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The Man Without a Country and Other Tales eBook

This eBook from the Gutenberg Project consists of approximately 230 pages of information about The Man Without a Country and Other Tales.

“Deacon,” said he, “what meat did you eat for breakfast yesterday?”

The deacon’s family had eaten salt pork, fried.

“And where did you get the pork, Deacon?”

The Deacon stared, but said he had taken it from his pork-barrel.

“Yes, Deacon,” said the old man; “I supposed so.  I have been to see
Brother Stowers, to talk to him about his Sabbath-breaking; and, Deacon,
I find the pond is his pork-barrel.”

The story is a favorite with me and with Fausta.  But “woe,” says the oracle, “to him who goes to the pork-barrel before the moment of his need.”  And to that “woe” both Fausta and I say “amen.”  For we know that there is no fish in our pond for spend-thrifts or for lazy-bones; none for people who wear gold chains or Attleborough jewelry; none for people who are ashamed of cheap carpets or wooden mantelpieces.  Not for those who run in debt will the fish bite; nor for those who pretend to be richer or better or wiser than they are.  No!  But we have found, in our lives, that in a great democracy there reigns a great and gracious sovereign.  We have found that this sovereign, in a reckless and unconscious way, is, all the time, making the most profuse provision for all the citizens.  We have found that those who are not too grand to trust him fare as well as they deserve.  We have found, on the other hand, that those who lick his feet or flatter his follies fare worst of living men.  We find that those who work honestly, and only seek a man’s fair average of life, or a woman’s, get that average, though sometimes by the most singular experiences in the long run.  And thus we find that, when an extraordinary contingency arises in life, as just now in ours, we have only to go to our pork-barrel, and the fish rises to our hook or spear.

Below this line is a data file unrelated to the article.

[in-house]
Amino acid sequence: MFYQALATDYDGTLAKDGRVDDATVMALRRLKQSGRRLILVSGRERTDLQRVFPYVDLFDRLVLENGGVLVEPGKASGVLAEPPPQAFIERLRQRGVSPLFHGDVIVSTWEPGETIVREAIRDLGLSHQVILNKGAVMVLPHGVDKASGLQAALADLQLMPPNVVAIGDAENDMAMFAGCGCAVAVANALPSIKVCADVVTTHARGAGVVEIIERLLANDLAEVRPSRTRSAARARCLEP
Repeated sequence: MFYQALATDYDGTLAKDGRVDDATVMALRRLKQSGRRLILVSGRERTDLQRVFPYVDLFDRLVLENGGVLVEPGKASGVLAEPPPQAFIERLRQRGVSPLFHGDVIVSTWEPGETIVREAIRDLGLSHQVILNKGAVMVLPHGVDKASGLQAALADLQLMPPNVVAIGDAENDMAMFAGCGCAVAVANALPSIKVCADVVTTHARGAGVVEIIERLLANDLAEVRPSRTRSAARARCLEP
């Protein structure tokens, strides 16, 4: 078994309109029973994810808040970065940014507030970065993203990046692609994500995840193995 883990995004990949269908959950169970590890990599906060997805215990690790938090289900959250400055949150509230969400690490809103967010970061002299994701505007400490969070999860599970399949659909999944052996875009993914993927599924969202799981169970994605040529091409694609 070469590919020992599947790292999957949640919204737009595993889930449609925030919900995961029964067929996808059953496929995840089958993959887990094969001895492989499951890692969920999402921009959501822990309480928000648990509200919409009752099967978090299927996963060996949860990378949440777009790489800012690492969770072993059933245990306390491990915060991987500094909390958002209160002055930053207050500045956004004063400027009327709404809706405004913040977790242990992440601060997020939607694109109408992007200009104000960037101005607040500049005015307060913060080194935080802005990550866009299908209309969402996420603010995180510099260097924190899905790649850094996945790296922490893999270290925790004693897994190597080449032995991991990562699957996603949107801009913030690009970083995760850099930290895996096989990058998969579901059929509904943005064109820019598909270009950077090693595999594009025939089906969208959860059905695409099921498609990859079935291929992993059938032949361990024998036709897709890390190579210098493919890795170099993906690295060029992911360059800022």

The sovereign brings this about in all sorts of ways, but he does not fail, if, without flattering him, you trust him.  Of this sovereign the name is—­“the Public.”  Fausta and I are apt to call ourselves his children, and so I name this story of our lives,

“THE CHILDREN OF THE PUBLIC.”

CHAPTER II.

WHERE IS THE BARREL?

“Where is the barrel this time, Fausta?” said I, after I had added and subtracted her figures three times, to be sure she had carried her tens and hundreds rightly.  For the units, in such accounts, in face of Dr. Franklin, I confess I do not care.

“The barrel,” said she, “is in FRANK LESLIE’S OFFICE.  Here is the mark!” and she handed me FRANK LESLIE’S NEWSPAPER, with a mark at this announcement:—­

    $100

    for the best Short Tale of from one to two pages of FRANK LESLIE’S
    ILLUSTRATED NEWSPAPER, to be sent in on or before the 1st of
    November, 1862.

“There is another barrel,” she said, “with $5,000 in it, and another with $1,000.  But we do not want $5,000 or $1,000.  There is a little barrel with $50 in it.  But see here, with all this figuring, I cannot make it do.  I have stopped the gas now, and I have turned the children’s coats,—­I wish you would see how well Robert’s looks,—­and I have had a new tile put in the cook-stove, instead of buying that lovely new ‘Banner.’  But all will not do.  We must go to this barrel.”

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